A common roadblock you might face when sending emails with images is that the files you might want the recipient to receive are a bit too big for the limits of the web. When this happens, you can try to resize your image attachments through the Outlook desktop app so they’re not too large.
You can resize your image attachments in a few steps. Once you composed a fresh message, you must first attempt to attach all the images you want to send. You’ll likely get an error message, but don’t worry. Just head into the File tab of that email, and then look for the error message on the top. Choose the option that says Resize large images when I send this message.
Outlook will attempt to mail out the message by compressing your images down to a smaller size. In the event that the message still doesn’t go through, then you can try Zipping your files in Windows 10 or MacOS to make them smaller and then attaching the ZIP file in an email message.
Though we’ve focused on the Outlook desktop app, Outlook on the web has some secrets, too. While you’re probably already spending time sorting through your Calendar or your emails in Outlook on the web, Microsoft did plug in some integrations with Sticky Notes, as well as OneNote there, too.
With the integration, if you sign in with the same Microsoft 365 email you use for work (or even a personal Microsoft account email) on Sticky Notes in Windows 10, or in the OneNote app, you’ll have quick access to the same things with that account Outlook on the web. This is known as the OneNote feed.
You can toggle to this at any time by heading up top and clicking the OneNote icon on the right side of the screen. This works with both personal Microsoft Accounts, as well as work Microsoft 365 accounts. So, give it a try and take notes while emailing!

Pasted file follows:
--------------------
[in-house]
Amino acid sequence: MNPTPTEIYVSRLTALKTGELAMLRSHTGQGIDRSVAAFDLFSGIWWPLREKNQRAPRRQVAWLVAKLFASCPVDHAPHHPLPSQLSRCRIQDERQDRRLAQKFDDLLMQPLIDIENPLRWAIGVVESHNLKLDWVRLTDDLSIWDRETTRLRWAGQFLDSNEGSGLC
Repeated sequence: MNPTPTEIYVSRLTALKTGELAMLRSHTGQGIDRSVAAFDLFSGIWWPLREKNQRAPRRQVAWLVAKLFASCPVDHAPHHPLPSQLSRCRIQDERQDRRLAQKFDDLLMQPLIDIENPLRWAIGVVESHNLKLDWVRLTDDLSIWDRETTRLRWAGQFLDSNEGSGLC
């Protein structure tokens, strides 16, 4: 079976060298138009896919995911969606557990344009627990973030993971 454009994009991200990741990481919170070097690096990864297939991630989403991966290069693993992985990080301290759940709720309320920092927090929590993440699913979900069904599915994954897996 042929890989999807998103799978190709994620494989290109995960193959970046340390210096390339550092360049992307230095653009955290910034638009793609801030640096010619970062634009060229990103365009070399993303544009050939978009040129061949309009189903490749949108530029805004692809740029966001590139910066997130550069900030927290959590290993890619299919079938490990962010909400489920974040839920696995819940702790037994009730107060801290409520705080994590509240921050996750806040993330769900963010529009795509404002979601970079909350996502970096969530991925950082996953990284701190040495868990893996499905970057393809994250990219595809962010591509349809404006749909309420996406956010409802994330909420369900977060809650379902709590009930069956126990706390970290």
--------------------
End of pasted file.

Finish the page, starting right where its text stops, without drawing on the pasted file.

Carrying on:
We also want to note the ability to “Meet Now.” This option shows at the top of your inbox in Outlook on the web. If you click this, you’ll be able to instantly start a Teams meeting (with work accounts) or a Skype meeting (with personal accounts.) It’s a quick way to jump through some hoops and not have to go through a lot of menus to get into a meeting right away.
If your inbox is full of messages, then you might want to try the Conversation Cleanup feature in Outlook. It is yet another feature that you might not have known exists.
As Microsoft explains, the Conversation Clean Up feature in Outlook is designed to help you reduce the number of messages in your folders. Redundant messages throughout a conversation that are cleaned up are moved to the Deleted Items folder. Just keep in mind this is for conversations in an email thread or a collection of messages.
You can use conversation cleanup by going to your Outlook inbox on your desktop and then click the Home tab. From there, you can choose the Delete group and then choose Clean up.
You can choose to Clean up the Conversation to clean up the current conversation. Then, choose to Clean up Folder to clean up an entire folder, with the redundant messages being deleted. You also can opt to Clean Up Folder & Subfolders. With this option, all conversations in the selected folder and any folder that it contains are reviewed, and redundant messages are deleted.
While conversation cleanup is one way to get to a clean inbox, setting rules is another. You can move, flag, and respond to emails automatically if you set rules in your Outlook desktop app. These rules can even be used to play specific sounds when you get messages, too.
To set up a rule, all you need to do is right-click on a message in your inbox and select Rules From there, you can select one of the options. Outlook will automatically suggest creating a rule based on the sender and the recipients. If you want to create more rules, you can right-click it and choose Create Rule.
Follow the on-screen prompts, and in the Create Rule dialog box, select one or more of the first three checkboxes. Microsoft has a complete guide on Outlook rules here if you need further assistance.